The term “nanotechnology” applies to any designed and manufactured object that measures 1 to 100 nm.3 The nanoparticles currently used to deliver cancer medications generally measure 30 to 100 nm. That may sound too small for drug delivery when you consider that a sheet of paper is about 100,000 nm thick4, but there is plenty of space for medicinal cargo. A 100-nm particle dwarfs a chemotherapy molecule to the degree that the Goodyear Blimp dwarfs a soccer ball (Figure).5
Chemotherapy molecules, which are the payload in most therapeutic nanoparticles to undergo latestage trials so far, are so small that they leak out of every blood vessel and poison the entire body. Nanoparticle delivery vehicles, on the other hand, are intentionally designed so that they should be too large to escape from healthy blood vessels, yet small enough to escape many of the hastily built (and therefore somewhat leaky) blood vessels that feed rapidly growing tumors.6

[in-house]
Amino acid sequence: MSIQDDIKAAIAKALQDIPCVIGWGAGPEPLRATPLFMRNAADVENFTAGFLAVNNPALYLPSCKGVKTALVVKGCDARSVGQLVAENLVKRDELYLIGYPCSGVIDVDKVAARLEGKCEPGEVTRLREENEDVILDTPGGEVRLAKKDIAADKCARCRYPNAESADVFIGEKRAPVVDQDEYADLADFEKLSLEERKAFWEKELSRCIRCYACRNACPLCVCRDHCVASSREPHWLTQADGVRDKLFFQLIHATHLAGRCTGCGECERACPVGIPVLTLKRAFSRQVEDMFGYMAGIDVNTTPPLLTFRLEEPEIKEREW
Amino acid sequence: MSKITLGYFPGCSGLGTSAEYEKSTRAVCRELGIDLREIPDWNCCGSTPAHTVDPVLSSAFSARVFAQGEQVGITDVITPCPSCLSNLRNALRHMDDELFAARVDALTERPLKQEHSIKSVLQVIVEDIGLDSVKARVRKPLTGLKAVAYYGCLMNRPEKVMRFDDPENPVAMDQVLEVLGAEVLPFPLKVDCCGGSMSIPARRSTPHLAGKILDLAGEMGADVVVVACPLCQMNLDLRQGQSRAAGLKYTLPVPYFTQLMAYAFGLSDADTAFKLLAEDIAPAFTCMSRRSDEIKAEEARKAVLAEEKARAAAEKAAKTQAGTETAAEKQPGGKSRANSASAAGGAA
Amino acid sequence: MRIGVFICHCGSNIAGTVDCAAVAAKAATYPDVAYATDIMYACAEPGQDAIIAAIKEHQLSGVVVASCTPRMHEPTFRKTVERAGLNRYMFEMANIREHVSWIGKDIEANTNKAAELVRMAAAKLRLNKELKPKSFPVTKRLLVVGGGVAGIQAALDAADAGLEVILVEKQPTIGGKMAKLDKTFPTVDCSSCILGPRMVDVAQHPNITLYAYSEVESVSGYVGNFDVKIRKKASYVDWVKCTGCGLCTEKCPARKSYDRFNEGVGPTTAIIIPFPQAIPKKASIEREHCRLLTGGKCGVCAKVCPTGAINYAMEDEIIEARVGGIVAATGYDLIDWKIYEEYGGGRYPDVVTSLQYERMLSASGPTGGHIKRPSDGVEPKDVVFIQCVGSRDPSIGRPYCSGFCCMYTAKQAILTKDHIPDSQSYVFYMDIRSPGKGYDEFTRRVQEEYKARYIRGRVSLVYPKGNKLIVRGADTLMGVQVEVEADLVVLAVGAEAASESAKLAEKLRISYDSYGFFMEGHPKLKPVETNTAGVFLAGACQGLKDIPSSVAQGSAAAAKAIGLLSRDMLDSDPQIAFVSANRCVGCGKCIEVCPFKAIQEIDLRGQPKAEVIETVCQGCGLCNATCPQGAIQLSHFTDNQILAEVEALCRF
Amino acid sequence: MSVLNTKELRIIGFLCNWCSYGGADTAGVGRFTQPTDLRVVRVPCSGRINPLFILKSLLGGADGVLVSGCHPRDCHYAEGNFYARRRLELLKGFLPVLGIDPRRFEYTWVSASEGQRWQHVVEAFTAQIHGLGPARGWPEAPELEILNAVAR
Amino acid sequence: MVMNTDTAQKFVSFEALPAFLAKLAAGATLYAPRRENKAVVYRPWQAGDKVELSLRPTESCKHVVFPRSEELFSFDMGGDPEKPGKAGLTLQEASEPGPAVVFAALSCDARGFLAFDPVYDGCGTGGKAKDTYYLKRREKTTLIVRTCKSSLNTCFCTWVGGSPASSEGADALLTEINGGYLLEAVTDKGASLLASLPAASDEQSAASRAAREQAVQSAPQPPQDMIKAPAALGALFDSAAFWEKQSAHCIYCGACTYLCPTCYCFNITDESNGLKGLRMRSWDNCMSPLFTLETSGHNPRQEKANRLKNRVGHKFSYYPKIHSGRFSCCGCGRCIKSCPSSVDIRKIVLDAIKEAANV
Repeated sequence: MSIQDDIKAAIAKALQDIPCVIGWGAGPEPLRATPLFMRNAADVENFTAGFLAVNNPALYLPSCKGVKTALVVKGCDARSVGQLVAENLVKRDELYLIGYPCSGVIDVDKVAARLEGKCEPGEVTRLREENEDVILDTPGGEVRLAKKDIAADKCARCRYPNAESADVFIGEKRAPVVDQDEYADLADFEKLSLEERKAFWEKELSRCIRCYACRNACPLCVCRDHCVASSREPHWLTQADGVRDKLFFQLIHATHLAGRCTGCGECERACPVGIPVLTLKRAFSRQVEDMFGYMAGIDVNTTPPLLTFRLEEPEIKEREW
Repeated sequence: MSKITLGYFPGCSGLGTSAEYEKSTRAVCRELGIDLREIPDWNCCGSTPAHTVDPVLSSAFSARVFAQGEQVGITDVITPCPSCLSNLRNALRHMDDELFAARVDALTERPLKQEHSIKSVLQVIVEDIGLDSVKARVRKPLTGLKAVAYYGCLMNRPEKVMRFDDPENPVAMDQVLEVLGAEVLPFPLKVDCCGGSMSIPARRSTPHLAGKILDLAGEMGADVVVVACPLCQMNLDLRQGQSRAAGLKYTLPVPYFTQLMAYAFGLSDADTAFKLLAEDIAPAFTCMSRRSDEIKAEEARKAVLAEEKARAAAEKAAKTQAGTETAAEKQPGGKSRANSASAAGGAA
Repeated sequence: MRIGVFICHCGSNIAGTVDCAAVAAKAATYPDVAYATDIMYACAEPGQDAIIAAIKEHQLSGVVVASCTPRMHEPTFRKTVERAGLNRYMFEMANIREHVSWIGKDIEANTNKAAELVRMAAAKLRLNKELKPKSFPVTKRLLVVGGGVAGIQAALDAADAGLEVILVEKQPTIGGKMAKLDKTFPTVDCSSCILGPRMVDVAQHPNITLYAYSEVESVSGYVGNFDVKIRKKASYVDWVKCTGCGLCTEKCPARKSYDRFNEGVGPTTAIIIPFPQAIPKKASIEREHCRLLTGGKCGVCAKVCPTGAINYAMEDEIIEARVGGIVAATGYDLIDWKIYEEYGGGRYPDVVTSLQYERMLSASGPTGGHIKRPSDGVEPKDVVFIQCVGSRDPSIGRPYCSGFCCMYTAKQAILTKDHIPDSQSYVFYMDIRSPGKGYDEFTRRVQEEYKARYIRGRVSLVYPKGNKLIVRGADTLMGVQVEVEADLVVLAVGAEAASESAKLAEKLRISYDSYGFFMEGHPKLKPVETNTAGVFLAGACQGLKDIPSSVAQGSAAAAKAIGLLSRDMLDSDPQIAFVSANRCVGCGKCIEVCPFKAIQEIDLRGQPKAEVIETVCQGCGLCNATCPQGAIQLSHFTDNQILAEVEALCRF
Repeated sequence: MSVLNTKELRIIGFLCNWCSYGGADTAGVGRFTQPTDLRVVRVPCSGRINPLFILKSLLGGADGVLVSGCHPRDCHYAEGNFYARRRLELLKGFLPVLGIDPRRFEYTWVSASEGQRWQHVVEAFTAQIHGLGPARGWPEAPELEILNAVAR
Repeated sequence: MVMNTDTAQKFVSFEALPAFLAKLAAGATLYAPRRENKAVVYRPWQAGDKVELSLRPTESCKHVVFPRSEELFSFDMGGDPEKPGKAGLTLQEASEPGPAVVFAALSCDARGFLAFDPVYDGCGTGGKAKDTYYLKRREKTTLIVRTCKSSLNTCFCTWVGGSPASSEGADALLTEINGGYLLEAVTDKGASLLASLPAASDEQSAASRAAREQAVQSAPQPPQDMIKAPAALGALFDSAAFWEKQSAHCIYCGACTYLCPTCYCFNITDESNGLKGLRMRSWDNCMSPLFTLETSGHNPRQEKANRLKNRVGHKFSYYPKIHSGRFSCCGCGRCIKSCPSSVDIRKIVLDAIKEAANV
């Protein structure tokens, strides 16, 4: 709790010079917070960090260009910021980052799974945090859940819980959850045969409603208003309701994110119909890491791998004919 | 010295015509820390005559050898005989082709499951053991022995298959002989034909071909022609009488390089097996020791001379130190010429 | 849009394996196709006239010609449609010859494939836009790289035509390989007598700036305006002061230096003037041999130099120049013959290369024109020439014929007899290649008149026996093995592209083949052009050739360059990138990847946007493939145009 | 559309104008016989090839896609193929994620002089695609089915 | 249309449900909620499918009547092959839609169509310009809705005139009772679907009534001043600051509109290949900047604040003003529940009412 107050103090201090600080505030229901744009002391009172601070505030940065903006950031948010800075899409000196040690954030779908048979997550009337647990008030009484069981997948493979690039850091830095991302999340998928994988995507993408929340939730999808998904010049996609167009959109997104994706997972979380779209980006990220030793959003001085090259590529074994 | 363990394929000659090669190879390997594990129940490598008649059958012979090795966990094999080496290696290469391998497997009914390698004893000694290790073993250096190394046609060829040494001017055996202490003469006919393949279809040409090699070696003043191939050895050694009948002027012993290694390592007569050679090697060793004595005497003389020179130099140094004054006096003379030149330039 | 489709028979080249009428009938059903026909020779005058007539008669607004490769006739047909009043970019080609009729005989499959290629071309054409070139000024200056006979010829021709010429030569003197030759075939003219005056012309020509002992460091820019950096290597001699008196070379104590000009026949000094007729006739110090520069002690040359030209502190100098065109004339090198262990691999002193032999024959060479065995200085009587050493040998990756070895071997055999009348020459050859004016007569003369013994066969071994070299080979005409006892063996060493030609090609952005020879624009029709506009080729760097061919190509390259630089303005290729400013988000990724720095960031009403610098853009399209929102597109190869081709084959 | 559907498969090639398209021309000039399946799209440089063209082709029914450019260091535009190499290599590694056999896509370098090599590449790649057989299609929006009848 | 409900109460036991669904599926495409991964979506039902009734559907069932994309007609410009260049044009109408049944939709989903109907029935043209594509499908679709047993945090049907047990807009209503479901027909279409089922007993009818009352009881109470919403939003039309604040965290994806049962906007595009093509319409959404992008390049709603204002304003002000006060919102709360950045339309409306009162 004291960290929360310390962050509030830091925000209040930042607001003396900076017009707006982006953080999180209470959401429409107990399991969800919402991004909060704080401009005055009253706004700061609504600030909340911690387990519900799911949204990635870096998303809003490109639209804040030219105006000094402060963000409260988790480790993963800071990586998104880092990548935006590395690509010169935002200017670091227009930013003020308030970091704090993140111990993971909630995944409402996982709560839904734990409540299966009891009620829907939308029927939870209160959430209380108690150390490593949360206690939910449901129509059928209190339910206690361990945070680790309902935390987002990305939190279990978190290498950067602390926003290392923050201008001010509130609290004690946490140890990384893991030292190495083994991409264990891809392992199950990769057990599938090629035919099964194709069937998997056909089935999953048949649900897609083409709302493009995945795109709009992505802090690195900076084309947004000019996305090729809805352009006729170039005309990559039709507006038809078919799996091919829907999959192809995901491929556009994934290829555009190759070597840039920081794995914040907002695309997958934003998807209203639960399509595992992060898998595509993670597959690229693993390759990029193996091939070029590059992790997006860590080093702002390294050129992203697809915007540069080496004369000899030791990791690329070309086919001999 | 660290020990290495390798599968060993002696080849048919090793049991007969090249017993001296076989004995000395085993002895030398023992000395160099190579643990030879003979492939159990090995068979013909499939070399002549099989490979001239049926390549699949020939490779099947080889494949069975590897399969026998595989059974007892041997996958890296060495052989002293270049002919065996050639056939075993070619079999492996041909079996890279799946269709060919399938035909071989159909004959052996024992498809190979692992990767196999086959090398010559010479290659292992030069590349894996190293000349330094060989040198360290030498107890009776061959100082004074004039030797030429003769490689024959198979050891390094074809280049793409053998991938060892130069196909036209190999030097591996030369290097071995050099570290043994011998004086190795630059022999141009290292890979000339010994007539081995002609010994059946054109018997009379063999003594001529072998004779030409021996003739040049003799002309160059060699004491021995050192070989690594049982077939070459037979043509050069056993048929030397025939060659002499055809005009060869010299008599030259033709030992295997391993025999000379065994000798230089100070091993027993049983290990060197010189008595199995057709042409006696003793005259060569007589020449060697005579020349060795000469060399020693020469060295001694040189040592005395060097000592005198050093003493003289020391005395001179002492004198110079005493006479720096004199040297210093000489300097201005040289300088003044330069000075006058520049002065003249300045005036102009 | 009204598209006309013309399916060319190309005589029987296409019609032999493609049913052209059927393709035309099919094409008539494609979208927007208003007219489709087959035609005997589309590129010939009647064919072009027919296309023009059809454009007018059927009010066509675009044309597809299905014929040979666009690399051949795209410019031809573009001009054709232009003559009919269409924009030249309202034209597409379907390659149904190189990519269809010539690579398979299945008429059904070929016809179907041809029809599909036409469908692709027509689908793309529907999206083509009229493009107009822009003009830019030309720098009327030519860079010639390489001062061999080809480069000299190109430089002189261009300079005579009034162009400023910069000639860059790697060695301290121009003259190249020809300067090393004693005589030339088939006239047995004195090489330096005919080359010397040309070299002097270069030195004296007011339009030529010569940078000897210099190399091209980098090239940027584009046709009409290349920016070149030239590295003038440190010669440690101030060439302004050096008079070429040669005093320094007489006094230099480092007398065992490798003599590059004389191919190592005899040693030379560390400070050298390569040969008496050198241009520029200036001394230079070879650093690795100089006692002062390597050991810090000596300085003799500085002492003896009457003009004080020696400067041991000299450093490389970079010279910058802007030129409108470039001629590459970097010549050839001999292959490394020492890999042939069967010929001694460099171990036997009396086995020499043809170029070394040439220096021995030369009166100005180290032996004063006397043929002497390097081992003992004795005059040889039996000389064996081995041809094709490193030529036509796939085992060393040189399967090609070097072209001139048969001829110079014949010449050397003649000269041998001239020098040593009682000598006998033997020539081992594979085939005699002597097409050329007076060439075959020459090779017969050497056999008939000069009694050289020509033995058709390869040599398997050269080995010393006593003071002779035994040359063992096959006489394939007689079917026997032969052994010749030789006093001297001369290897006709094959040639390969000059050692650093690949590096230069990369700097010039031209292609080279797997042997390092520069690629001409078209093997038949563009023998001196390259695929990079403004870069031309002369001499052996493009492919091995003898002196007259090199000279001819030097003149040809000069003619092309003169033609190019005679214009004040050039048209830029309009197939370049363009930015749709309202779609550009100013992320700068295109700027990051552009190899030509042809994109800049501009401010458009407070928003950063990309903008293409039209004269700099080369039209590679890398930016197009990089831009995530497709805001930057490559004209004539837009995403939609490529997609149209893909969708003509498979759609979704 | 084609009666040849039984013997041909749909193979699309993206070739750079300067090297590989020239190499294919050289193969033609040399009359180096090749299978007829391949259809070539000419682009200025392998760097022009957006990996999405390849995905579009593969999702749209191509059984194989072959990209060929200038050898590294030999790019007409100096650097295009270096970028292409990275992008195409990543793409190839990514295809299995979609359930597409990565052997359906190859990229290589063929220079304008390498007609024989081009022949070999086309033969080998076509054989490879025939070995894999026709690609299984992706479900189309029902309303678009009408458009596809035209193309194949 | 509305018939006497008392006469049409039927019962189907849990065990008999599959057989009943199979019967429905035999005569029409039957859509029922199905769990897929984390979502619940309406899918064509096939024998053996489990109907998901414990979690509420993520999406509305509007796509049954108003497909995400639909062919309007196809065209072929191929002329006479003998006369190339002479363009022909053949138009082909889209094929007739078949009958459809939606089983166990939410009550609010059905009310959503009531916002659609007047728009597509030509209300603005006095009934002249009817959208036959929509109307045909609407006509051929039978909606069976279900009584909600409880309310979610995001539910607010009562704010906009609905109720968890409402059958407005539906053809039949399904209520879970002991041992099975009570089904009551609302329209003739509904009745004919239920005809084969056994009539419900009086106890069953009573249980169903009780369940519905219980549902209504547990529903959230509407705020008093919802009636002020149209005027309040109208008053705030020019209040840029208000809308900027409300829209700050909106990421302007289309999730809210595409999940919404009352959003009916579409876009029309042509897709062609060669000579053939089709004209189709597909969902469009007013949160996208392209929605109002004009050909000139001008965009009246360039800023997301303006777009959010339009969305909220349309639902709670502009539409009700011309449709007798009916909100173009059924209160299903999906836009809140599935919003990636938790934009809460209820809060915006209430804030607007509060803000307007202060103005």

Size was the main advantage of first-generation nanoparticles, which were simple lipid vesicles coated with polyethylene glycol (PEG) to prevent an immune response. Subsequent designs have used particular shapes and ligand coatings to better target tumors, as well as timed chemotherapy release to increase exposure times and encourage the accumulation of medication on tumor tissue. The goal was simple: getting far more medication to tumor cells while virtually eliminating contact between chemotherapy and healthy tissue.7
ALL indicates acute lymphoblastic leukemia; HCI, hydrochloride; NSCLC, non—small cell lung cancer.
Intuitively, this approach seems like a surefire strategy. However, clinical trial results have often not lived up to expectations. Many nanoparticle formulations that have undergone late-stage cancer trials have demonstrated no therapeutic advantage over standard therapies; several high-profile developments illustrate this trend.